But unlike the speedometer, these apps take advantage of global positioning satellite (GPS) technology to calculate speed by determining the time taken to travel a given distance.

As a result, the GPS speed is often hailed as being more accurate than the car’s speedo, says Prof. Regan.

“While there may be a very short time lag as the GPS calculations re-adjust, it’s so insignificant that drivers probably won’t notice it,” he says.

“If you’re driving on a flat, straight road, the GPS is likely to be more accurate than what’s displayed on your speedo.

“However, if you’re going up or down a steep hill, the actual speed (for example, as measured by Police mobile radar) will usually be greater than the GPS value but proportional to the steepness of the road you’re travelling on.

“It is the change in elevation, relative to the GPS satellites circling above, that results in the error. Horizontal bends do not affect it.

“In theory a clever GPS device could account for the road steepness and adjust the displayed speed so it is more accurate. However, this is a relatively rare situation and there is no strong justification for navigation devices to make this adjustment. Drivers should just bear this factor in mind when driving on steep roads.

“To be absolutely sure how fast you’re driving, you need to know how much the car’s speedo is out by.”

So why don’t vehicle manufacturers use the GPS navigation system that is inside virtually all modern cars to calibrate the speedometer more accurately?

Prof. Regan says current regulations do not require or encourage it.

“In the future, I hope this changes, because drivers would want the most accurate reading to know how fast they’re actually going. This feature could also automatically adjust for tyre wear and replacement tyres.”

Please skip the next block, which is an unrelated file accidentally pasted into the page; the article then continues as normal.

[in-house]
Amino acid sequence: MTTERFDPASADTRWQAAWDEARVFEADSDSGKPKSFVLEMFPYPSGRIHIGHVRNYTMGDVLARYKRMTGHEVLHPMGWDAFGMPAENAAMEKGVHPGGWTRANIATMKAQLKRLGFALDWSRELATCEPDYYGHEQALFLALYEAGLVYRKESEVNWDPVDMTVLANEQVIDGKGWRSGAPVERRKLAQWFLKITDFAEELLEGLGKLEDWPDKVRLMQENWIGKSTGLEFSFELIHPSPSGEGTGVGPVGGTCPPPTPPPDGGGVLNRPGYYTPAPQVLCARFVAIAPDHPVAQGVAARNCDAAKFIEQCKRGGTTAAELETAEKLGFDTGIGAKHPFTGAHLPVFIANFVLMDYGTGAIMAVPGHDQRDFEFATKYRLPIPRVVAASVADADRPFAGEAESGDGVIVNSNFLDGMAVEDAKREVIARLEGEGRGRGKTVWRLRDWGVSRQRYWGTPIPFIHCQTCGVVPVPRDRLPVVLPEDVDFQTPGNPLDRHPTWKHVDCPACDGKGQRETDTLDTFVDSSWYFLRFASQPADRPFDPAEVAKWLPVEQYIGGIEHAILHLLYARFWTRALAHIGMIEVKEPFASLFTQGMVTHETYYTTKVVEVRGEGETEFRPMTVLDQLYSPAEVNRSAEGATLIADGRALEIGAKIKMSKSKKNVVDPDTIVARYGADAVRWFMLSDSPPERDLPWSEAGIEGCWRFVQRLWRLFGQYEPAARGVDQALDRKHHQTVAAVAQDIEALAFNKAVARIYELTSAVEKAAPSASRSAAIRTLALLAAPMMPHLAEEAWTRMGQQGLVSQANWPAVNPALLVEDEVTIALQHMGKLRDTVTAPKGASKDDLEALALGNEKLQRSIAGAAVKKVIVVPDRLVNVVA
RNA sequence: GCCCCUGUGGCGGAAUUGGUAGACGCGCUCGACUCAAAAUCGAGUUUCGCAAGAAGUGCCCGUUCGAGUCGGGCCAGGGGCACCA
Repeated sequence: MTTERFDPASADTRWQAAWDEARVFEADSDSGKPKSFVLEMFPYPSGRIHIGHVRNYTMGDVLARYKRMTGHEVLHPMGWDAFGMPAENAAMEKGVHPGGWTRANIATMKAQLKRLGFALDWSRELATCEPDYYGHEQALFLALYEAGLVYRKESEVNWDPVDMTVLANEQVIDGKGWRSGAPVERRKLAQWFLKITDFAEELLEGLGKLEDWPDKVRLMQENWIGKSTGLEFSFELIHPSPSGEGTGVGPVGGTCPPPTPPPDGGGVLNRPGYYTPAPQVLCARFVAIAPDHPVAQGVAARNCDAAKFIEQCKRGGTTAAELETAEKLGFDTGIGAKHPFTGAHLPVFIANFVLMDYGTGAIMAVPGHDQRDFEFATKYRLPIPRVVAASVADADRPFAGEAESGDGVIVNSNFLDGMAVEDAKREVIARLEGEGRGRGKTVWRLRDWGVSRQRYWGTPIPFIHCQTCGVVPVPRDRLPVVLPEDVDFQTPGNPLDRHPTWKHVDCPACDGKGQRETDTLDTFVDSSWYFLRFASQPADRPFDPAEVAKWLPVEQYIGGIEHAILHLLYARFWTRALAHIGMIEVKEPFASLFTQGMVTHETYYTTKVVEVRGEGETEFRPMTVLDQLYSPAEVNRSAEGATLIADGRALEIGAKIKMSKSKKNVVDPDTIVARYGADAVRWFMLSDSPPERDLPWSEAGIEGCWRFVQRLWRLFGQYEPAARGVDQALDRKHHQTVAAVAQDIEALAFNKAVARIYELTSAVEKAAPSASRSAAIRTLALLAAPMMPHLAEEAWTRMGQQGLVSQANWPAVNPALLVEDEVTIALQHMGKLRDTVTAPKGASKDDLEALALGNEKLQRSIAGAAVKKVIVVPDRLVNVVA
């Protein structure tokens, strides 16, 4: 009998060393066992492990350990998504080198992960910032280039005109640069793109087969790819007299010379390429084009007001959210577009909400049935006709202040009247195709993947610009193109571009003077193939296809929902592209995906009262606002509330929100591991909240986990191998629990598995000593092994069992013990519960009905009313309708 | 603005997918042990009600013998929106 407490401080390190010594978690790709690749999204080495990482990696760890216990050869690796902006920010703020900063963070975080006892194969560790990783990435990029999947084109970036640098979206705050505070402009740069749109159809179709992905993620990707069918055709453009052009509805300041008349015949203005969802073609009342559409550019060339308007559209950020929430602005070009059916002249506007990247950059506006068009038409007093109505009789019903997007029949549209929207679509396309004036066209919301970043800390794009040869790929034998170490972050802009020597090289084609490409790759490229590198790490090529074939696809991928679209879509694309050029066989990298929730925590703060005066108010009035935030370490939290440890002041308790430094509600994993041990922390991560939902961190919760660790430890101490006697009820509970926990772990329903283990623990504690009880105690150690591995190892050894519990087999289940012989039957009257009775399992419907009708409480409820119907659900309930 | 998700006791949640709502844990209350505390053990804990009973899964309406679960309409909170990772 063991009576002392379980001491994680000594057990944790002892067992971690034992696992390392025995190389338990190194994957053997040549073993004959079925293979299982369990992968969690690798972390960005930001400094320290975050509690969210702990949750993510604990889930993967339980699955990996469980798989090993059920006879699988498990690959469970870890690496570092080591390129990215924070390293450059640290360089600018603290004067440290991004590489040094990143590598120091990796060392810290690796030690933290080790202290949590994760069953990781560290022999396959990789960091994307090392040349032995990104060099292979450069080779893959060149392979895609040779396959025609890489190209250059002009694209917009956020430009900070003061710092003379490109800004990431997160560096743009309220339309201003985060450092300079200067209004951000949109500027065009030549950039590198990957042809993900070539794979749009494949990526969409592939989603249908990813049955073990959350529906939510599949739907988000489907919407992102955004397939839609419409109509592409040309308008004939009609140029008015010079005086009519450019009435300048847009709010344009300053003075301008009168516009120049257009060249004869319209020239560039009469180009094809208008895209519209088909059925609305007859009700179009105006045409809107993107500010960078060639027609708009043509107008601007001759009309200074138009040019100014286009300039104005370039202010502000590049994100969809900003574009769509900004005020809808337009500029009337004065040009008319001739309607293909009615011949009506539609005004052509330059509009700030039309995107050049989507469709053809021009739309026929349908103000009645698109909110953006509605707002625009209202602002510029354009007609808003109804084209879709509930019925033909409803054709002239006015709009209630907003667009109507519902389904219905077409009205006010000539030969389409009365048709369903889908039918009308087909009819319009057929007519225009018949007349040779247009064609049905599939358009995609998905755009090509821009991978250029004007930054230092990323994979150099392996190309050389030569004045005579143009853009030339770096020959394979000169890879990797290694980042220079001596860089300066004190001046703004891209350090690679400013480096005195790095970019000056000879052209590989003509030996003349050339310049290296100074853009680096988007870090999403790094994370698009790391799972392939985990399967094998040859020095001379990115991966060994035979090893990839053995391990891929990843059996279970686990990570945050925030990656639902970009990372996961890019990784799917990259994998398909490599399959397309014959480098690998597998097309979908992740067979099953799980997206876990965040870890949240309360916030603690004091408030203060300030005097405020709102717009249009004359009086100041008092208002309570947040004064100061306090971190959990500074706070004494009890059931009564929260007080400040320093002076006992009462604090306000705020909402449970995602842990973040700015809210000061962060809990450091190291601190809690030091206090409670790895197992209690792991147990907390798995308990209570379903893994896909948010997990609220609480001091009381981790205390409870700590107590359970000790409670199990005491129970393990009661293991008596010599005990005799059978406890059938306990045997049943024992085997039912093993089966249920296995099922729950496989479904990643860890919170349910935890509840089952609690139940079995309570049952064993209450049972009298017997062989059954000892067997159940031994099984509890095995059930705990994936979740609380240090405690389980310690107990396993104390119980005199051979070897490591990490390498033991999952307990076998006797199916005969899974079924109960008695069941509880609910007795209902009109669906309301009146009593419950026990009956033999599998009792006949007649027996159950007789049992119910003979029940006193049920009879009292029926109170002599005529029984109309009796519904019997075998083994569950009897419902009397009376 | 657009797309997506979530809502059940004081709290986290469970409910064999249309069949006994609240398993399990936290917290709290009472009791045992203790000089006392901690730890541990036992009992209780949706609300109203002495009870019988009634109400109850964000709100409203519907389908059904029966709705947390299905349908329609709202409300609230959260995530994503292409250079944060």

Radar speed feedback signs

Radar speed signs are used for traffic management of road projects or in school zones and display your speed as you approach and drive past.

If you’re driving at or below the speed limit, you’ll often be rewarded with a smiley face or your speed displayed on the screen. However, if you’re driving over the speed limit, a sad face or sign telling you to slow down usually appears.

Radar speed feedback signs use radar systems to measure the time taken between the sending and receiving of the radar signals from a car at one point and this time difference is converted into distance.

The process is repeated again, and the radar speed signs calculate the new distance. The speed is calculated based on the two different distances and this is then displayed on the sign.

Prof. Regan says some drivers may find that the detected speed can be different from the one showing on their speedometer.

“It’s just the way they’re set – just like how our car’s speedo is usually higher than the GPS speed,” he says.

“These radar speed signs serve as a reminder for us to assess our speed as we approach areas with changing conditions – especially near zones where there may be more construction workers using the road.